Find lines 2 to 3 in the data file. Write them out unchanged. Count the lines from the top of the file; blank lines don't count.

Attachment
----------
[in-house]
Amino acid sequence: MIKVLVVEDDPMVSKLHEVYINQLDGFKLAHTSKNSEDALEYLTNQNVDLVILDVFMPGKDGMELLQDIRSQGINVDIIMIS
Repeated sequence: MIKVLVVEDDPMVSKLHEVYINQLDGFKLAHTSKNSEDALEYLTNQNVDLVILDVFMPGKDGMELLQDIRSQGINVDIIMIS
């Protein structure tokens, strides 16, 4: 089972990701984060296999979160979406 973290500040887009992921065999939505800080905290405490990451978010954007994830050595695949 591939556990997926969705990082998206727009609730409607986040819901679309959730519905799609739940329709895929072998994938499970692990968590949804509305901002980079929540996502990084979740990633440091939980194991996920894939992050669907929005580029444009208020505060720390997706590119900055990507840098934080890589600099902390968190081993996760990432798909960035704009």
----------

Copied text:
Amino acid sequence: MIKVLVVEDDPMVSKLHEVYINQLDGFKLAHTSKNSEDALEYLTNQNVDLVILDVFMPGKDGMELLQDIRSQGINVDIIMIS
Repeated sequence: MIKVLVVEDDPMVSKLHEVYINQLDGFKLAHTSKNSEDALEYLTNQNVDLVILDVFMPGKDGMELLQDIRSQGINVDIIMIS